|Union Prison Camp LOC|
This will be the last in a series of articles about the captivity of Captain John E. Michener of the 85th Pennsylvania regiment. It covers his life from his capture on White Marsh Island near Savannah, Georgia in 1864 to his release later that year in Charleston Harbor. This segment focuses on his time in prison at Camp Oglethorpe near Macon, Georgia. Later in his confinement, he was part of an escape attempt which was chronicled here.
In this part of "Prison Life," the postwar story of Michener's incarceration as related by author T.J. Simpson in 1867, Michener focuses on the privations of prison life: lack of food being his main topic of interest.
In 1864, Fort Oglethorpe was being used by the Confederacy as a prison pen for Union officers. More information about Camp Oglethorpe can be found here.
From "Prison Life--"
Captain Michener and other Union officers were marched to Camp Oglethorpe where they were confined within a high stockade fence and guarded by two regiments of Georgia troops. Here they met some eight hundred Union officers who had just arrived from Libby and Saulsbury prisons where they had been reduced to the last extremity of suffering and, almost naked, and fearfully emaciated, were brought here to die. Before entering the gates of the stockade, Captain Michener and his companions were carefully searched by Captain W.E. Tabb, commander of the prison.
Having no blankets and there being but two old frame buildings within the stockade, and they used only for the accommodation of the sick and convalescent, Captain Michener and his friends experienced more exposure and suffering during the first month of their confinement here than while in Charleston jail, having to lie on the bare ground with no shelter whatever, exposed to the heavy dews, frequent rains, and violent storms.
It was truly an affecting sight to see these ragged and half-starved prisoners gathering around and with the most haggard and imploring looks, piteously but anxiously watching the commissary as he measure out their ration of meal in a tin cup, and to see how eagerly they seized it. Sometimes, from long fasting, and the irresistible carvings of hunger, their appetites were so ravenous that they would seize the rations and devour them on the spot, without cooking. Officers of all ranks were here placed upon an equality without respect of persons, having to draw and cook their own rations, wash their own clothes, and perform all other menial services and, in addition to attend two roll calls each day. Some had been fortunate enough to conceal and thereby retain their money about their persons, at the time of their capture, and this money could be accordingly exchanged for confederate money, with which they could purchase a few vegetables and other articles of food and hence they could command a reasonable support while their money lasted. But a much largest number of prisoners had no money, it all having been taken from them at the time they were taken prisoners and hence they would exchange with the rebel guards fingerings, breast-pins, watches, knives, combs and whatever little precious keepsake they still possessed and even their few rags of clothing in some instances for something to eat.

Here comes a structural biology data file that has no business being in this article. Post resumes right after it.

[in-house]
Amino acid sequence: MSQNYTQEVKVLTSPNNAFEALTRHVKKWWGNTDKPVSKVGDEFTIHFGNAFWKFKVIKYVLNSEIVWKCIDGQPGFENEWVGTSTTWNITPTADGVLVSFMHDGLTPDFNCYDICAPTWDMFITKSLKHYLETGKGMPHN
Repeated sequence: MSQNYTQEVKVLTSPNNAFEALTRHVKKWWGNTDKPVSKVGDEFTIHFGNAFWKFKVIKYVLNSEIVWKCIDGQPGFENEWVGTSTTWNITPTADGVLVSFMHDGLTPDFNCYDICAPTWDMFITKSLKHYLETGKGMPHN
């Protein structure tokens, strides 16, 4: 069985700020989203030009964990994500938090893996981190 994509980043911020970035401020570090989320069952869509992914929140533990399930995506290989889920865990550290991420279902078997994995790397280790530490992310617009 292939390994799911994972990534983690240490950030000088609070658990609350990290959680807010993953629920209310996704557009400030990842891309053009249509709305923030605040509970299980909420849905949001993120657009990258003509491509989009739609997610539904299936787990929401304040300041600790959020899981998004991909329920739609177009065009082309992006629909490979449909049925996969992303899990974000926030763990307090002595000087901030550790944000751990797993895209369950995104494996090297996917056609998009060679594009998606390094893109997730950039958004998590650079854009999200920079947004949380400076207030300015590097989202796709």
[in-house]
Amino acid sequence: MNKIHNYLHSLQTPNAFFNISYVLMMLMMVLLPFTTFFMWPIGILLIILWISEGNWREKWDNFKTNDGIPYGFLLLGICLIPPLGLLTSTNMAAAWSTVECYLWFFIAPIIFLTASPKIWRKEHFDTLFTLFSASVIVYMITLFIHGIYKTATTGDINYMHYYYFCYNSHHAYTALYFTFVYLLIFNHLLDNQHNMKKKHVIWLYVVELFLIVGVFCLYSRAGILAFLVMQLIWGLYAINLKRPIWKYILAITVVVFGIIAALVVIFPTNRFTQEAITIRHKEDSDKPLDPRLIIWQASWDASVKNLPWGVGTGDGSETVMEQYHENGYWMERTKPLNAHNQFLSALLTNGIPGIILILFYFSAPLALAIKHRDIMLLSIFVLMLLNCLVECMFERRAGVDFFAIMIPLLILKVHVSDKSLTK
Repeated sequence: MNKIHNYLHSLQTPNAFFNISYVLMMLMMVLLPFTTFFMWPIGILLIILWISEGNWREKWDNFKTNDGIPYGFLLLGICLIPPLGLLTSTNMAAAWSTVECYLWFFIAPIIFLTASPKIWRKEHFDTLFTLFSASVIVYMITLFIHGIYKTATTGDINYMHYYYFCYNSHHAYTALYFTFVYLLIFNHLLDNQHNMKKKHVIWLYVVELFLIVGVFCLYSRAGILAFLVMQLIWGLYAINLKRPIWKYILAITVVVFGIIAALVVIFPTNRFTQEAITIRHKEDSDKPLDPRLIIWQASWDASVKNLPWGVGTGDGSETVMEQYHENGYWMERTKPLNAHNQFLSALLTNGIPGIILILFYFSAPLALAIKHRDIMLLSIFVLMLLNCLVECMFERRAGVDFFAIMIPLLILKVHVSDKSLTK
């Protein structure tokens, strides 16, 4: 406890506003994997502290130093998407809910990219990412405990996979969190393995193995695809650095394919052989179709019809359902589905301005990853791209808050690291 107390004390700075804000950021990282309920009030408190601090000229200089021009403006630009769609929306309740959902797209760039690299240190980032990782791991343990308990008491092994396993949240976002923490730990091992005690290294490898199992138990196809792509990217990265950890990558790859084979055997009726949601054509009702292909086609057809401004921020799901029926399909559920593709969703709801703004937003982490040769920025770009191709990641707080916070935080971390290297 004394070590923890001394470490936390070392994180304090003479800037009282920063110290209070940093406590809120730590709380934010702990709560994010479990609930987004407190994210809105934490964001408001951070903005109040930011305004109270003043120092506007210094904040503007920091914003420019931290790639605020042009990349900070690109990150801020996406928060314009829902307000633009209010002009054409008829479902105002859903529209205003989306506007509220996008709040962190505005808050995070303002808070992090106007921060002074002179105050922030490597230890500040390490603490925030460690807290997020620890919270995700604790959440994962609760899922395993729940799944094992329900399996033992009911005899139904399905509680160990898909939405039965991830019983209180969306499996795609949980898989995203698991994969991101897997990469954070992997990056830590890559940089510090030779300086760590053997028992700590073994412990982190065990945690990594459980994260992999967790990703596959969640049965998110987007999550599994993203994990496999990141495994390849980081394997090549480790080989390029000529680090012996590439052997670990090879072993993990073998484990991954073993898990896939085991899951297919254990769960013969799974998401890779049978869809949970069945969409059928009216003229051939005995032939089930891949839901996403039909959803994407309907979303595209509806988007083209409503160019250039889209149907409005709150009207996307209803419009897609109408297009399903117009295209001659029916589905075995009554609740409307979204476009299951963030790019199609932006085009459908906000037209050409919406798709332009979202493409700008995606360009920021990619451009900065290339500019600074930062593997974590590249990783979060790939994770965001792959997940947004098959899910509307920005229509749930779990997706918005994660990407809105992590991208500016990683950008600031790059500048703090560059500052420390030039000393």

Among this large number of prisoners were men of all classes and occupations -- lawyers, doctors, preachers merchants and mechanics -- many of whom were very wealthy , noble and generous at home, but here in prison, reduced to beggary and starvation.
Strange as it may seem, under these trying circumstances, a cold indifferent spirit of selfishness predominated and it was only in a very few instances that a prisoner could be induced to divide his little stock of money with a suffering fellow-prisoner. In some instances when offices of the same regiment would happen to meet, a more liberal spirit prevailed and under the excitement of the moment they seemed to return to their former selves and forgetting the extremity of their circumstances were readt to divide their last cent. Sometimes from four to five and even eight or ten of these starving men would form a mess to cook and sleep together and in every such instances, if anyone or more of the number were fortunate enough to have any money, it was freely and cheerfully divided among them until the last cent was gone. There were many instances also in which officers of superior rank who had no money, would cook and wash and do all kinds of menial service for those of inferior rank in order to get a share of the provisions purchased with their money. A major of a New York regiment, a brave and talented man, destitute of money and reduced to the last extremity of suffering and starvation, gladly embraced the opportunity to act the part of a servant for two lieutenants, relieving them from any menial service whatever, simply because they were fortunate enough to have money, while had had none; showing that in this instances at least, money was the standard of merit and that 'all that a man has will he give for his life.' The prisoners were also but poorly furnished with cooking utensils with which to prepare to meagre rations they received. All that were allowed for the men was a camp-kettle and skillet and hundreds were not even supplied with them; hence borrowing become the order of the day and when this could not be done, the use of cooking utensils had to be dispensed with and the rations devoured as nature prepared them without any artificial help.
|Union Officers in Prison LOC|